May 28, 2018
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Human cannonball performs at state fair

By Dylan Riley, Special to the BDN

BANGOR, Maine — David “The Bullet” Smith Jr. spends his time getting shot out of a cannon, and this summer his performance has landed him at the Bangor State Fair.

“I’m outside of the cannon before I even know it’s fired. It’s like being in two places at one time,” Smith said. “I feel extremely heavy for a split second, and then I’m free-falling. I’m 20 feet out of the barrel before I know it and headed up to the head of the grandstands, and it’s a wild ride for me every time.”

Smith has been a professional “human cannonball” for 14 years and has performed as many as 5,000 shows in nine countries and all over the United States and Canada. This is his first series of performances in Bangor.

Smith’s first performance at the fair was Monday, and he will do five more shows this week at 5:15 and 9 p.m. Wednesday and Thursday and at 5:15 p.m. Friday. He was shot about 150 feet out of a 35-foot cannon on Tuesday with sparks and a thunderous boom, landing in a blue 22-by-44-foot net. He said it’s a rush every time.

“I watched my daddy do it since I was just a little kid,” Smith said, “I picked up and fell in love with it and it kind of became a passion for me.”

The 33-year-old Smith started as a human cannonball at age 19 when his father, known as David “Cannonball” Smith Sr., asked his son to fill in for him. Now Smith Jr., his sisters, father and brothers all are in the business, which makes cannonball shows family occasions for Smith.

“My dad was a crazy mix of physics and engineering,” Smith said. “He’s kind of an Einsteiny kind of guy; he even had the hairdo.”

Smith’s father joined the circus as a trapeze artist after working as a schoolteacher. After about five years in the circus he built his first cannon and is still going strong as a human cannonball at 67 years old.

Smith, his father and brother built the cannon Smith used on Tuesday after his father’s own design. It propels him from zero to 50 mph in about one-fifth of a second, according to Smith. Tuesday’s shot took him about 80 feet off the ground.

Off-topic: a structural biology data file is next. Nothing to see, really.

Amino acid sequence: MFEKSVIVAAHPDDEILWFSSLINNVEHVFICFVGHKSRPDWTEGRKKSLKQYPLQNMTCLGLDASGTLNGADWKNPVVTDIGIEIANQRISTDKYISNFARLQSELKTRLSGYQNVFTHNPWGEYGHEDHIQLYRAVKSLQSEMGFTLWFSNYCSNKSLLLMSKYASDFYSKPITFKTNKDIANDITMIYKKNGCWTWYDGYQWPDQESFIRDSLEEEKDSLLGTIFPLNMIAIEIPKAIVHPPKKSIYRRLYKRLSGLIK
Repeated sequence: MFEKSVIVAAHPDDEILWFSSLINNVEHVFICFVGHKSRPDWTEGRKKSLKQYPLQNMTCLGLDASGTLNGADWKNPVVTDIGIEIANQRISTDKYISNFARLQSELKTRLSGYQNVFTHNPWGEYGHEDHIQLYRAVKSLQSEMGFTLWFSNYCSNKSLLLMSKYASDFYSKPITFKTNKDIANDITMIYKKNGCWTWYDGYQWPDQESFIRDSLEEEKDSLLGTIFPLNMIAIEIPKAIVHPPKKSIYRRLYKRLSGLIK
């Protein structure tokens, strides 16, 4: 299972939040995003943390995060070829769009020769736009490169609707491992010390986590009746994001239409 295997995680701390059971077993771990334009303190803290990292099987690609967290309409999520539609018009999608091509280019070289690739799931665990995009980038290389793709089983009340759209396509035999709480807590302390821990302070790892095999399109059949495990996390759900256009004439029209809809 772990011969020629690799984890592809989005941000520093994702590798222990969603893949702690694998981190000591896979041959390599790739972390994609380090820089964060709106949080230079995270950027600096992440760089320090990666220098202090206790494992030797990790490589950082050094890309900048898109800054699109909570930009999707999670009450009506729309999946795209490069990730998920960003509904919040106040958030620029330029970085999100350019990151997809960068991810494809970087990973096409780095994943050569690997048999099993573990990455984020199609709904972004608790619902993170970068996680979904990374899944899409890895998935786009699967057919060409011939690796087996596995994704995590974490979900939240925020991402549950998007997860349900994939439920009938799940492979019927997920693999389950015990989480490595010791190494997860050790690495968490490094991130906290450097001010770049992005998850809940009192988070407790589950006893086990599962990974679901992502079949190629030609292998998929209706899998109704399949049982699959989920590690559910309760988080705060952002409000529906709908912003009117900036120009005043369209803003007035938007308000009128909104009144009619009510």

The human cannonball business can be rough and has a dangerous learning curve, Smith said. He has suffered injuries over the years, everything from broken fingers to cracked ribs.

Smith recalled one show where the net was weakened and he crashed through it, ending up with a concussion and numerous broken ribs. But not being one to miss a show, Smith went back the next day and got shot out of the cannon anyway, which “hurt like hell,” he recalled.

Smith wears a helmet, but he said it’s mostly for looks. He actually would prefer not to wear it because it sometimes gets caught in the net. As for the cannon itself, Smith scrunches up tight when he’s inside to prepare himself for the blast and minimize the damage to his body.

“When I’m in there, all I can see out the end of it is a little piece of sky,” Smith said. “But when it fires, it’s very, very quick.”

Smith is a father of three girls and one boy ranging in age from 4 to 11. He lives in Englewood, Fla., but performs in various places during the summer. He and his family have performed in Dubai, South Africa, Oman and Australia.

Smith recalled one performance where his father got shot from Tijuana, Mexico, to San Diego, Calif.

“He had to carry his passport. There were 24 government agencies involved in that cannon shot,” Smith said. “And not one of them would give the official OK, but nobody said no.”

Tuesday’s shot involved less bureaucracy and ended with Smith landing flawlessly in the net and raising his arms to cheers from the fair crowd.

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